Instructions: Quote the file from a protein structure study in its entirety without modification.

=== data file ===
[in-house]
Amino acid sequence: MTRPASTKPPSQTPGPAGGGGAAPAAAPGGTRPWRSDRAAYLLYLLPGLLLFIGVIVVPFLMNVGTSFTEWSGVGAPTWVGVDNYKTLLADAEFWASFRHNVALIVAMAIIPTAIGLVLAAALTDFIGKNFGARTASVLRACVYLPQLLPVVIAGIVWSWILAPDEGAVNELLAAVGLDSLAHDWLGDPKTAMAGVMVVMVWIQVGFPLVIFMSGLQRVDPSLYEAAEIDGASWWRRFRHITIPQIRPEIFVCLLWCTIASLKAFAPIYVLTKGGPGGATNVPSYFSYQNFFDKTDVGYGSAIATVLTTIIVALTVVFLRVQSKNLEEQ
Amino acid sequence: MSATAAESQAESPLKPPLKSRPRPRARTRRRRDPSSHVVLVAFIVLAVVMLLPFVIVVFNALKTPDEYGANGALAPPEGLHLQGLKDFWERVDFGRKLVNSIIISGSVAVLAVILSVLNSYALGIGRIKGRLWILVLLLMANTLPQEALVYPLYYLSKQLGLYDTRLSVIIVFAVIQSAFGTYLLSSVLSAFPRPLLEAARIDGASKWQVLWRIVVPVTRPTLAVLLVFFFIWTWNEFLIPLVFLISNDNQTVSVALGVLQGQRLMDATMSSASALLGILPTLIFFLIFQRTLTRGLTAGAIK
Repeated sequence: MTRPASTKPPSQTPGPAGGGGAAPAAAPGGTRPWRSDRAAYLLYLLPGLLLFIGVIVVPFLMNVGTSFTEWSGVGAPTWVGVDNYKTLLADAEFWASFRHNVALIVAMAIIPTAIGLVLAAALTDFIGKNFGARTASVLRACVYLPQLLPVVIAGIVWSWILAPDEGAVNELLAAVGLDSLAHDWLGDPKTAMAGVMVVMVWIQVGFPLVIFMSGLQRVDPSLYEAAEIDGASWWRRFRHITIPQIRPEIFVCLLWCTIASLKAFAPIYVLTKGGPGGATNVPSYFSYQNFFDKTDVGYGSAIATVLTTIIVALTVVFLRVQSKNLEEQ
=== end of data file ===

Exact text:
[in-house]
Amino acid sequence: MTRPASTKPPSQTPGPAGGGGAAPAAAPGGTRPWRSDRAAYLLYLLPGLLLFIGVIVVPFLMNVGTSFTEWSGVGAPTWVGVDNYKTLLADAEFWASFRHNVALIVAMAIIPTAIGLVLAAALTDFIGKNFGARTASVLRACVYLPQLLPVVIAGIVWSWILAPDEGAVNELLAAVGLDSLAHDWLGDPKTAMAGVMVVMVWIQVGFPLVIFMSGLQRVDPSLYEAAEIDGASWWRRFRHITIPQIRPEIFVCLLWCTIASLKAFAPIYVLTKGGPGGATNVPSYFSYQNFFDKTDVGYGSAIATVLTTIIVALTVVFLRVQSKNLEEQ
Amino acid sequence: MSATAAESQAESPLKPPLKSRPRPRARTRRRRDPSSHVVLVAFIVLAVVMLLPFVIVVFNALKTPDEYGANGALAPPEGLHLQGLKDFWERVDFGRKLVNSIIISGSVAVLAVILSVLNSYALGIGRIKGRLWILVLLLMANTLPQEALVYPLYYLSKQLGLYDTRLSVIIVFAVIQSAFGTYLLSSVLSAFPRPLLEAARIDGASKWQVLWRIVVPVTRPTLAVLLVFFFIWTWNEFLIPLVFLISNDNQTVSVALGVLQGQRLMDATMSSASALLGILPTLIFFLIFQRTLTRGLTAGAIK
Repeated sequence: MTRPASTKPPSQTPGPAGGGGAAPAAAPGGTRPWRSDRAAYLLYLLPGLLLFIGVIVVPFLMNVGTSFTEWSGVGAPTWVGVDNYKTLLADAEFWASFRHNVALIVAMAIIPTAIGLVLAAALTDFIGKNFGARTASVLRACVYLPQLLPVVIAGIVWSWILAPDEGAVNELLAAVGLDSLAHDWLGDPKTAMAGVMVVMVWIQVGFPLVIFMSGLQRVDPSLYEAAEIDGASWWRRFRHITIPQIRPEIFVCLLWCTIASLKAFAPIYVLTKGGPGGATNVPSYFSYQNFFDKTDVGYGSAIATVLTTIIVALTVVFLRVQSKNLEEQ